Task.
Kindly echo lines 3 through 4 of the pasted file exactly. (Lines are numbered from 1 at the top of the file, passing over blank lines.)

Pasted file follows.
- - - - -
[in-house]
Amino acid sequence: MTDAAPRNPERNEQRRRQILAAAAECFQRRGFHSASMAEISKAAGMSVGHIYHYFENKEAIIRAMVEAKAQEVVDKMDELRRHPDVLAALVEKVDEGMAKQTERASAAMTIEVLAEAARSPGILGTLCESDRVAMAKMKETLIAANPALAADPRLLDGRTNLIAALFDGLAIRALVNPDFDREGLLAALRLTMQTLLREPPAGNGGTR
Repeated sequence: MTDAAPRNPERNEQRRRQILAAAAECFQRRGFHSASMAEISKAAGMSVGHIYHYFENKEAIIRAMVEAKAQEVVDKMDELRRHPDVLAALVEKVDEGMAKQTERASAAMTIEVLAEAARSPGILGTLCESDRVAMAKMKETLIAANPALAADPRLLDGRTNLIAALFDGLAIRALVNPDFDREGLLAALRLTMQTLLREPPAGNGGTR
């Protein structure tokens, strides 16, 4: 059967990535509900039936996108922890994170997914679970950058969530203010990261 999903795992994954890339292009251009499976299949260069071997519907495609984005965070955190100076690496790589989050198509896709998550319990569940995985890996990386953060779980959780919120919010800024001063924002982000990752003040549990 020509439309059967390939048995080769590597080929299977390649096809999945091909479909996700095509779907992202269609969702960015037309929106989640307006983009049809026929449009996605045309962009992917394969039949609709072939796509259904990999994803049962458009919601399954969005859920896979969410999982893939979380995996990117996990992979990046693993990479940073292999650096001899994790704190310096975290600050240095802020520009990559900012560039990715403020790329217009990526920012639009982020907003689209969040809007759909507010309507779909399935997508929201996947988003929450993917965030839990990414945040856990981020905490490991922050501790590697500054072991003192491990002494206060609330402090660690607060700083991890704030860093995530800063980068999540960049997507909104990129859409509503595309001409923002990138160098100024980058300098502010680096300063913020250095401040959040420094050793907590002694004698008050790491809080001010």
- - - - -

Repeated sequence: MTDAAPRNPERNEQRRRQILAAAAECFQRRGFHSASMAEISKAAGMSVGHIYHYFENKEAIIRAMVEAKAQEVVDKMDELRRHPDVLAALVEKVDEGMAKQTERASAAMTIEVLAEAARSPGILGTLCESDRVAMAKMKETLIAANPALAADPRLLDGRTNLIAALFDGLAIRALVNPDFDREGLLAALRLTMQTLLREPPAGNGGTR
């Protein structure tokens, strides 16, 4: 059967990535509900039936996108922890994170997914679970950058969530203010990261 999903795992994954890339292009251009499976299949260069071997519907495609984005965070955190100076690496790589989050198509896709998550319990569940995985890996990386953060779980959780919120919010800024001063924002982000990752003040549990 020509439309059967390939048995080769590597080929299977390649096809999945091909479909996700095509779907992202269609969702960015037309929106989640307006983009049809026929449009996605045309962009992917394969039949609709072939796509259904990999994803049962458009919601399954969005859920896979969410999982893939979380995996990117996990992979990046693993990479940073292999650096001899994790704190310096975290600050240095802020520009990559900012560039990715403020790329217009990526920012639009982020907003689209969040809007759909507010309507779909399935997508929201996947988003929450993917965030839990990414945040856990981020905490490991922050501790590697500054072991003192491990002494206060609330402090660690607060700083991890704030860093995530800063980068999540960049997507909104990129859409509503595309001409923002990138160098100024980058300098502010680096300063913020250095401040959040420094050793907590002694004698008050790491809080001010």